August 2016 Trauma Case Study

This case study was donated by a friend of the show that works in a large metropolitan area. Let us know what you think!

HPI

You and your partner work for an urban EMS system and are dispatched to a reported “jumper” from a bridge nearby. As you enter the scene, you and the responding fire crew are guided to the back of an industrial park with no obvious hazards noted. A few bystanders that are present inform you that the patient, an approximate 20yom, jumped off of a nearby bridge into a ditch. The bridge was estimated to be fifty feet high. You and your partner set up your stretcher at the nearest access point. After hiking down into the ditch with a few members of the fire crew, you note that the patient is lying supine on the ground and is only responsive to painful stimuli, occasionally opening his left eye and groaning. You rapidly immobilize the patient with a c-collar and extricate him out of the ditch on a scoop stretcher. Transferring him to the pram, you note the patient has an approximate baseball-sized indentation in the posterior region of the head, bilaterally deformity to the ankles, left-sided deformity to the lower leg, and right-sided depression to the chest with clear and equal lung sounds that are maintained throughout care. There is notable dilation in the left pupil and the right is constricted. Blood and clear fluid are noted from the left ear canal.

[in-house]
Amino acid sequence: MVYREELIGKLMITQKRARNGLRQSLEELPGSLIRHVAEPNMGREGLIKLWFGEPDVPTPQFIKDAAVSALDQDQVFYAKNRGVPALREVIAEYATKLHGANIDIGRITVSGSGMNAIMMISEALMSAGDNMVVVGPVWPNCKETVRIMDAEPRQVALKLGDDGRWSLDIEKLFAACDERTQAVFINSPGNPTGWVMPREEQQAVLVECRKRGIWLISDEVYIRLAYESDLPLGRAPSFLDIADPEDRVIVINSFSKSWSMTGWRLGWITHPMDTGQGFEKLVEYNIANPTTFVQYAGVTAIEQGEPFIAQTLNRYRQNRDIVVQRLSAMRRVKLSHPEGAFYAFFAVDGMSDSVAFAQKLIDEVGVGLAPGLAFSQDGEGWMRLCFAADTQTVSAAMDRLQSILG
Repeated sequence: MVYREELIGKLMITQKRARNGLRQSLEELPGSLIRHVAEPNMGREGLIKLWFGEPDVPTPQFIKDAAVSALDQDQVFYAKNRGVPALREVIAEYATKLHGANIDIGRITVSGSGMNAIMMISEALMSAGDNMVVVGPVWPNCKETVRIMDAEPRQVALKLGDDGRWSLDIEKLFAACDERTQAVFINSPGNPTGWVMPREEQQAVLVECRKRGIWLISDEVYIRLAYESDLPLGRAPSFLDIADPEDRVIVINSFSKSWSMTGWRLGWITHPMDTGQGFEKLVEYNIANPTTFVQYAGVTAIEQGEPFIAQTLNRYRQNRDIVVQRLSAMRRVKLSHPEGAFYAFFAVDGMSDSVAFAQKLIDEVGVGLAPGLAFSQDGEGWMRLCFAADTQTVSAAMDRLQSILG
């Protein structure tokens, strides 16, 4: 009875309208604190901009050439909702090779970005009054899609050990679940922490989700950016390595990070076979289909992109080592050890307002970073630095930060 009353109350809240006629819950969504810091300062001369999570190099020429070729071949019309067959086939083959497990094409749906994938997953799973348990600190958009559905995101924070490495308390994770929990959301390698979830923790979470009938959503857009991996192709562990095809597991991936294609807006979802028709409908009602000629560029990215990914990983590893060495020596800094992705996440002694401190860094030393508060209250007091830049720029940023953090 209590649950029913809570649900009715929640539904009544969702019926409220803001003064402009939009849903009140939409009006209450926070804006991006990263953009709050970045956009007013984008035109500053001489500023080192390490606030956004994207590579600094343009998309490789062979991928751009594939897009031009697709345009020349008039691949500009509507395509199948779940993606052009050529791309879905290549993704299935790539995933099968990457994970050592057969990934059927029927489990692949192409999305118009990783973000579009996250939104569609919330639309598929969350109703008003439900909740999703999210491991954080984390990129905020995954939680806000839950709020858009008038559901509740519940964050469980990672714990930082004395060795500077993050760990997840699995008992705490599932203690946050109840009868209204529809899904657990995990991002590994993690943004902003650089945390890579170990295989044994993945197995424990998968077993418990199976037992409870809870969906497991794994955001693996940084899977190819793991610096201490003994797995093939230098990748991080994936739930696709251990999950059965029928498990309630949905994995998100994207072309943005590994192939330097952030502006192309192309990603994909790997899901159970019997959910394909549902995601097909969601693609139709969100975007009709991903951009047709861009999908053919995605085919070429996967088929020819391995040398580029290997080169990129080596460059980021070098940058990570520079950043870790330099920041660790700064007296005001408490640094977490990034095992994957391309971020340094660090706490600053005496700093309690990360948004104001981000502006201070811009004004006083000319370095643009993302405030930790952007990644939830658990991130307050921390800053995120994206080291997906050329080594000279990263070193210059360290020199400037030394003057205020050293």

INITIAL ASSESSMENT

  • Patient remains only responsive to painful stimuli and is given a GCS of 9
  • Skin is profoundly pale, diaphoretic, and cool
  • Respirations appear shallow and irregular ranging from 10-28
  • Strong, regular radial pulses in the 70s

VITAL SIGNS

  • BP: 152/86
  • HR: 76
  • SpO2: 91% on room air
  • RR: Irregular; ranging from 10-28
  • EtCO2: 39mmHg
  • BGL: 157mg/dl

TRANSPORT AND TREATMENT

Patient transported to a local Level I trauma center that is approximately 15 minutes away from the scene. En route, patient mentation decreases to a GCS of 8 with markedly reduced respiratory rate at 6bpm. Nasal airway placed and BVM ventilation commenced with improved SpO2% to 98 and an EtCO2 maintaining between 36-39mmHg. Crew considered advanced airway placement, but withheld due to lack of paralytics and significant trismus noted. Two large bore IV lines established. Patient maintains clear and equal bilateral breath sounds. Pelvis is splinted prophylactically. Left lower leg, left ankle, and right ankle splinted.

VITAL SIGNS AT TRANSFER OF CARE

  • BP: 164/92
  • HR: 64
  • SpO2: 98% with BVM Ventilation
  • RR: Pt is now apneic and being ventilated at 20bpm
  • EtCO2: 38mmHg

FOLLOW UP

Patient is diagnosed with a subarachnoid hemorrhage, basilar skull fracture, three broken ribs on the right side and two on the left, bilateral ankle fractures, a left-sided tibia/fibula fracture, and an L4-L5 fracture. Patient rapidly transferred to the surgical department where he arrested and was later pronounced.

DISCUSSION

  • What would be your first priority for this patient?
  • How would your care change if you were a rural provider as opposed to an urban medic?
  • If you had access to paralytics or induction agents, would you have attempted to chemically facilitated intubation?
  • What would you have done differently?

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